"The pandemic has created a kind of symbolic ground level: we all want to survive and continue. We have a brief glimmer-moment to consider how to do that."
What are you currently working on?
In 2019, I participated in artist residencies in Rishikesh, India and Sacramento, California. Sacramento is my home town, my family is there. I left Sacramento to attend graduate school at Hunter College in New York. The Sacramento residency called the Ali Youssefi Project was intensive. I had an exhibition at the Verge Center for the Arts which just ended last week.
What I’m working on is a continuation of some of the ideas, materials and methods started there. I'm using synthetic material bags in different configurations including a large work that combines bags, a line of manila rope, and silk shawls. It is called What Can Brown Do For You. The work is about changing the colonial history of this country that creates boundaries, borders and marginalizes so many. The intersection of race, immigration policy, buried history, and empire building are part of this anti-colonial work.
Has your art making shifted in response to the pandemic? How?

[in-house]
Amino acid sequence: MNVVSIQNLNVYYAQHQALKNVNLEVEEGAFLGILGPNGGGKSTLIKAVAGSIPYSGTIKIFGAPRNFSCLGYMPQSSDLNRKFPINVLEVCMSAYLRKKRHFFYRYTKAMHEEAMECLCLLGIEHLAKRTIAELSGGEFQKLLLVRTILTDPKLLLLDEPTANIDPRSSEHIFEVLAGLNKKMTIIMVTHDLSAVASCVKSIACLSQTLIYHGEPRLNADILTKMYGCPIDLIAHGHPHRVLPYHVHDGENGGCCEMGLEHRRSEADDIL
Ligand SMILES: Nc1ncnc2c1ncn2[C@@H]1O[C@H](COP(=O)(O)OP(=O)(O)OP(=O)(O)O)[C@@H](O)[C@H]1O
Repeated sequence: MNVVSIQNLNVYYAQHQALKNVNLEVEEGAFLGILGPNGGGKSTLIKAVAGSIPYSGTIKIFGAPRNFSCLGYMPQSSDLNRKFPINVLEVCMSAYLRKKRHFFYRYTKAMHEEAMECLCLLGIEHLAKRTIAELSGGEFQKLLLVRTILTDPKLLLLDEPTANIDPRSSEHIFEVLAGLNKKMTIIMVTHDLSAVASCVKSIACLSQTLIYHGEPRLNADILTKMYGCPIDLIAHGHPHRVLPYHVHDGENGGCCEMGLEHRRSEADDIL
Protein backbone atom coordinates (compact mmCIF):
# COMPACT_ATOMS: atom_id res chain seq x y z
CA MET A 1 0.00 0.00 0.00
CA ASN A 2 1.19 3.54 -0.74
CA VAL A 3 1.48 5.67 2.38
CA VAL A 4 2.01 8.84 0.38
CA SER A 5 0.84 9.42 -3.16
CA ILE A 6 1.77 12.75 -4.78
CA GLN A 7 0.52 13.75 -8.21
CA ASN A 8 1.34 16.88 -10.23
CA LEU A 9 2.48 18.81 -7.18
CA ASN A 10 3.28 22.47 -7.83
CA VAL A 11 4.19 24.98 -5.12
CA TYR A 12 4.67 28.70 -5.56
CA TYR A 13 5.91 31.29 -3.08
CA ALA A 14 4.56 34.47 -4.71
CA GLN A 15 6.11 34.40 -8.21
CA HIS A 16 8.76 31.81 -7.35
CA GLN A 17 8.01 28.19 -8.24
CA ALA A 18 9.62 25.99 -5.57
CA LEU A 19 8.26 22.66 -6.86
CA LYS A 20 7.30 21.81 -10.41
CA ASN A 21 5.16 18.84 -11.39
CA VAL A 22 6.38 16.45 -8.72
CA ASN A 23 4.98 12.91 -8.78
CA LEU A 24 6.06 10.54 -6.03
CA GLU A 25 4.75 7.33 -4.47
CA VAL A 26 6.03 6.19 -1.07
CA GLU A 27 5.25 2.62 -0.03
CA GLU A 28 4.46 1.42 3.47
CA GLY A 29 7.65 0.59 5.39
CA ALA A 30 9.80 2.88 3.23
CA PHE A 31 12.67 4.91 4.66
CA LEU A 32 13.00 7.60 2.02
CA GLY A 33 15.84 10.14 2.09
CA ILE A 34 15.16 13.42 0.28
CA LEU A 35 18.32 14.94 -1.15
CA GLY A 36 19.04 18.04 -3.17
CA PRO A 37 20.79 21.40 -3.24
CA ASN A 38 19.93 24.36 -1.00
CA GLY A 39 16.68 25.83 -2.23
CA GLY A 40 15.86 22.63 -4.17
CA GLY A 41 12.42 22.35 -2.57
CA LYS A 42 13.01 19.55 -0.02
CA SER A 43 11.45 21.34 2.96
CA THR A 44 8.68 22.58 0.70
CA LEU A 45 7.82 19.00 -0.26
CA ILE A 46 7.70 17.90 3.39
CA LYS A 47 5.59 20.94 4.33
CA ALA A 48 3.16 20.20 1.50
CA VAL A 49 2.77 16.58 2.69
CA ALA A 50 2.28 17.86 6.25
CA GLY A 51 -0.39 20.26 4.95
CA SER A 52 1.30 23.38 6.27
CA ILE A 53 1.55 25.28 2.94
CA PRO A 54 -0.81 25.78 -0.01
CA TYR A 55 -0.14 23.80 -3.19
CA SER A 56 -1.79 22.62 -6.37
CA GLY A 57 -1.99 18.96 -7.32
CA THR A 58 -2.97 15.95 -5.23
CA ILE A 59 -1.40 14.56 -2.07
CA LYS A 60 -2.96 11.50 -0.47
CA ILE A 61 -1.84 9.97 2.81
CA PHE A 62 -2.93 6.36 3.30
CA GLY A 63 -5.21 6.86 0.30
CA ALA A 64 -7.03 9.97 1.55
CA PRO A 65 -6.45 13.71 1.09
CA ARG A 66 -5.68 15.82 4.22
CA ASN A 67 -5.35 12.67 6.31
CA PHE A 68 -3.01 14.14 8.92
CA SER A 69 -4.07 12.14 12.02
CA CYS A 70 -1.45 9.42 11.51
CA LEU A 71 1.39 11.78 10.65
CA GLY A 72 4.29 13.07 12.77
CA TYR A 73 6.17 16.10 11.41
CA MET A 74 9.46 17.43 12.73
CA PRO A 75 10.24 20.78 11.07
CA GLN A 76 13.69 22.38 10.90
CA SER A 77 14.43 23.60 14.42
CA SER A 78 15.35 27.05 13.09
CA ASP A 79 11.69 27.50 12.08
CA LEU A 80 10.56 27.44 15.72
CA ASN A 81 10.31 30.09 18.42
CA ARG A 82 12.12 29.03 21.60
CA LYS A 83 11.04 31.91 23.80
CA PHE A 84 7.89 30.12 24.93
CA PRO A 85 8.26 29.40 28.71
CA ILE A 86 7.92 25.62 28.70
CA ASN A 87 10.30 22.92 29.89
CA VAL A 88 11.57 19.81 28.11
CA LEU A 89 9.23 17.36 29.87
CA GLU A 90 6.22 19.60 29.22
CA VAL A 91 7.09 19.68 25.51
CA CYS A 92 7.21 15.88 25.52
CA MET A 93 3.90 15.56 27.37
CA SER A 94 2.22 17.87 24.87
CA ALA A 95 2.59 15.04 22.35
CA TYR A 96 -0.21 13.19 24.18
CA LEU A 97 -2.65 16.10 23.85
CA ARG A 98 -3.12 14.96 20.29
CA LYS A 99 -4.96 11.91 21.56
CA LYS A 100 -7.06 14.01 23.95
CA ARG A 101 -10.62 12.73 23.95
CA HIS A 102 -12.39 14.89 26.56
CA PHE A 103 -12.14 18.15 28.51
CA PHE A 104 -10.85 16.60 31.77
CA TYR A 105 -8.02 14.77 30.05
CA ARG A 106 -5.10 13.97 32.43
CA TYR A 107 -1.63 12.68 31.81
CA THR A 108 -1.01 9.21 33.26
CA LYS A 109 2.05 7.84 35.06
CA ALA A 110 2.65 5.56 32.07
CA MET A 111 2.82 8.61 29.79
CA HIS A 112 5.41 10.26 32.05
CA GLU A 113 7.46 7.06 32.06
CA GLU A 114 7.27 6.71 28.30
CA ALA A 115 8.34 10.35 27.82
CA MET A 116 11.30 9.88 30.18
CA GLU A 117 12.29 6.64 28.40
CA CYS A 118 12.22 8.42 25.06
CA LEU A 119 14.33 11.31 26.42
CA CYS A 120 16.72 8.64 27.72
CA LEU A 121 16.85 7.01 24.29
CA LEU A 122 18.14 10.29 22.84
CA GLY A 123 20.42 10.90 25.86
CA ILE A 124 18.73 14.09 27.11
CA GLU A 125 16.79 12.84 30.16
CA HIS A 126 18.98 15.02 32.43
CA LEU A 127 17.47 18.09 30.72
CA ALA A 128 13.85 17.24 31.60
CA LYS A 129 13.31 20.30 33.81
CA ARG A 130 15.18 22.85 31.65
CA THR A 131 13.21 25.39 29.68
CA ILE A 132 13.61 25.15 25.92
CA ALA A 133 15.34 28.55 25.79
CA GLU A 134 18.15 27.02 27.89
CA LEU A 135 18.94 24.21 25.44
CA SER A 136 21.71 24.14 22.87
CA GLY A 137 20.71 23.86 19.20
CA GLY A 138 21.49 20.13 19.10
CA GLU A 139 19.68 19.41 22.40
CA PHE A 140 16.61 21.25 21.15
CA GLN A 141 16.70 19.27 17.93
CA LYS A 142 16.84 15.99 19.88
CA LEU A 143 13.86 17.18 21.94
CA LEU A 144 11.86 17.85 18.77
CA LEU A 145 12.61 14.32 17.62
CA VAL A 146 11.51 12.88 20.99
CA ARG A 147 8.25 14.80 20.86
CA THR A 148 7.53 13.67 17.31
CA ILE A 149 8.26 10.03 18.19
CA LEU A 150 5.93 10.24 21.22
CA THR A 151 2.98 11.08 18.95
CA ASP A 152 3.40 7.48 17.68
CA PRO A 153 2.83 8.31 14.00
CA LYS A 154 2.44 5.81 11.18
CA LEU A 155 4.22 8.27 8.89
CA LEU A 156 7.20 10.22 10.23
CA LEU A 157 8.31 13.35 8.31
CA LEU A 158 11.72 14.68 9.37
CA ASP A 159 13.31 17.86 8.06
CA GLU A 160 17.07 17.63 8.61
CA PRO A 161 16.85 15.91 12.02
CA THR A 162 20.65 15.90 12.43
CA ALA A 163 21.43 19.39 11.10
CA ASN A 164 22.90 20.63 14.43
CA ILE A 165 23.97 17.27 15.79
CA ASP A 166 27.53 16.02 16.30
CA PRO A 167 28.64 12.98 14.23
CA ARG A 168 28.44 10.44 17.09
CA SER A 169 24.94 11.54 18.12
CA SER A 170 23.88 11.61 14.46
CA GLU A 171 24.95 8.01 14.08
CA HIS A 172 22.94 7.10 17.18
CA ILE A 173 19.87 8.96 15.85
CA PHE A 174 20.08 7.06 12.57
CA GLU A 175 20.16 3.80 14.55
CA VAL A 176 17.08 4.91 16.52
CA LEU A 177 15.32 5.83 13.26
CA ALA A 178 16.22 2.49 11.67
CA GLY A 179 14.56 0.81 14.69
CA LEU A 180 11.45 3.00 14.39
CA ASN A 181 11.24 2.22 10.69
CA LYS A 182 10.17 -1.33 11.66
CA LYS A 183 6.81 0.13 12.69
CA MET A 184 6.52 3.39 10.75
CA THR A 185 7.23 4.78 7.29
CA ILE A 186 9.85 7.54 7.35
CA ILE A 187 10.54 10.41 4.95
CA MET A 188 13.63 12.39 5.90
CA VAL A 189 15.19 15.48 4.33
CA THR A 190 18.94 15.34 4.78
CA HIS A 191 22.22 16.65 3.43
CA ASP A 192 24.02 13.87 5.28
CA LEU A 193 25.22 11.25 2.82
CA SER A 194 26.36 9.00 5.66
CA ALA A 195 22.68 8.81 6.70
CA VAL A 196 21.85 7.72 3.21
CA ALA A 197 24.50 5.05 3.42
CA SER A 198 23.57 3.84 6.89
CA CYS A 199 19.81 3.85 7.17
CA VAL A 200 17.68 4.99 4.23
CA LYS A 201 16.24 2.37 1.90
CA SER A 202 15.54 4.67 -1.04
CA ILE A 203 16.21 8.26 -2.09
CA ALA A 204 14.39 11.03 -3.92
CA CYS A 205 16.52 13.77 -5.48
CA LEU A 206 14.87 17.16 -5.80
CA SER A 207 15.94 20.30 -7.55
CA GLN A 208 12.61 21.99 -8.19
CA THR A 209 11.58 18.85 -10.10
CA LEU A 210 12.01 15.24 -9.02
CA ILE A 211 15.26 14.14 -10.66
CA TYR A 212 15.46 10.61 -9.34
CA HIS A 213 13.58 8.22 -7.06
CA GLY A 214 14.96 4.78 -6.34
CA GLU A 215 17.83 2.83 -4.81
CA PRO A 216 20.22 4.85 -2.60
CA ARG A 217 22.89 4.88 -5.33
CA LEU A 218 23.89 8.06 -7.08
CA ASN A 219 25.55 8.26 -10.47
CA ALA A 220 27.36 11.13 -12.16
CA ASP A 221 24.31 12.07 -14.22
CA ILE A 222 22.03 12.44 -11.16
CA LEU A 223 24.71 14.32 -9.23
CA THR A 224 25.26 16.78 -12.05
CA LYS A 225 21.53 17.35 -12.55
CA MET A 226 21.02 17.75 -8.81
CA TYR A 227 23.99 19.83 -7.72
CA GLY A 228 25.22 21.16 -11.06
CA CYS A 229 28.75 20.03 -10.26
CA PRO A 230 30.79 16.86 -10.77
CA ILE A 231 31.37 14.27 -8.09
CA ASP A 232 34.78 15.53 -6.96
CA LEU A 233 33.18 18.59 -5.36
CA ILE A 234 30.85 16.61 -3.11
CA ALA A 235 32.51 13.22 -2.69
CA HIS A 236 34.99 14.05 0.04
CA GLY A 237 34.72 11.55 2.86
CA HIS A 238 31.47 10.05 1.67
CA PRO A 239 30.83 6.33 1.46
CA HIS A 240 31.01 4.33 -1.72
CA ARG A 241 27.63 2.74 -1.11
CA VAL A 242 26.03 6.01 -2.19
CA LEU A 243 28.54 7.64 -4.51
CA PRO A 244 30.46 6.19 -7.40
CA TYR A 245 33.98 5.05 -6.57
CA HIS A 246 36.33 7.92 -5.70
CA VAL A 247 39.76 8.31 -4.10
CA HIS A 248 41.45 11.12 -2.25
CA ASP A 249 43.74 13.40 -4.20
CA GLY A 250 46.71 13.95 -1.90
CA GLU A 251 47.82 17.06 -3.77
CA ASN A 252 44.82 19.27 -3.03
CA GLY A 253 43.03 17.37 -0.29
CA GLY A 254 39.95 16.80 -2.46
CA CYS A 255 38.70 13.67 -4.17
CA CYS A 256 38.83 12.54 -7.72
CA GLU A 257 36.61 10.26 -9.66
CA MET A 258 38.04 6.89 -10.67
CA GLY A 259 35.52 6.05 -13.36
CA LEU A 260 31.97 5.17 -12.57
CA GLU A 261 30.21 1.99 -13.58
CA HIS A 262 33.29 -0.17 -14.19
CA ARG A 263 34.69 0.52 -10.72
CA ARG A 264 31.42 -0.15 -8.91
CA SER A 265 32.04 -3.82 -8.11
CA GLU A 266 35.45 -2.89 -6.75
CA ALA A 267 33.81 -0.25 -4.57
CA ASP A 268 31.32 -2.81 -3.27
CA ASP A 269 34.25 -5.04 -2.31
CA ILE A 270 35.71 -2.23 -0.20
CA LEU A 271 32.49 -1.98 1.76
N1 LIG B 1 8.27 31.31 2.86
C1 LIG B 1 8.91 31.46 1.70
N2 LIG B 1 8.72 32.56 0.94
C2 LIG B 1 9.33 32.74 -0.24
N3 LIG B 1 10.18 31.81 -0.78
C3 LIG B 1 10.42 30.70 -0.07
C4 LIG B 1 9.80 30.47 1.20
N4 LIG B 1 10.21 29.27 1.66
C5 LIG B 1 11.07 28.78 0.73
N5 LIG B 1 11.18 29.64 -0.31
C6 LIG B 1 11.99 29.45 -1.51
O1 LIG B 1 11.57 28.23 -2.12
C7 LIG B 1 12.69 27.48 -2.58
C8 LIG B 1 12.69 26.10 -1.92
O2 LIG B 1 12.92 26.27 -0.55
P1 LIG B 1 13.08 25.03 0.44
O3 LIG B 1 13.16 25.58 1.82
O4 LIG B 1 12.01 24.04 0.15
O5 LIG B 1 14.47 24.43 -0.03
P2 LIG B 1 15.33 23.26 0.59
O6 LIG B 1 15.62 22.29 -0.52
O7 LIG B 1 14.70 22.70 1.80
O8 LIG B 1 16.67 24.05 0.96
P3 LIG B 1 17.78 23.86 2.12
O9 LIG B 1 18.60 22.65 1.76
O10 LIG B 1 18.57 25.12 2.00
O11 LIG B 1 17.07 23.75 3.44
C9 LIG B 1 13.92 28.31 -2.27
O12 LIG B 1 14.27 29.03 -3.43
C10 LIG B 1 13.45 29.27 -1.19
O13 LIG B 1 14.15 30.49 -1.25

The 'shelter in place' mandate has created an extraordinary reflective moment for the entire world. Everything is shifting. Seems like today, March 23, is the first day in the last two weeks that was not a 'major day.' The feeling I have today is a kind or collective resignation or surrender to the pandemic. I'll see how this affects my art work.
What is the role that art can play in helping us confront our new reality?
For now, Artists can participate in the new realities by contributing on basic levels: supporting other people who need help. As Artists, we are educated, have a sense of history, and a critical nature. We are reflective. These are qualities that we can share with others and make an immediate difference
It’s a new world. I want to use this reflective period to examine my own priorities and strategies for living. Additionally, I want to continue thinking that links humanity throughout the world. The pandemic has created a kind of symbolic ground level: we all want to survive and continue. We have a brief glimmer-moment to consider how to do that.
Michael Pribich lives in New York City with his wife, Esperanza Cortés. They are both visual artists with studio practices. Michael's work is informed by the social justice aspects of labor. He looks at the working conditions of laborers in New York and throughout the word. See more of Michael's work here.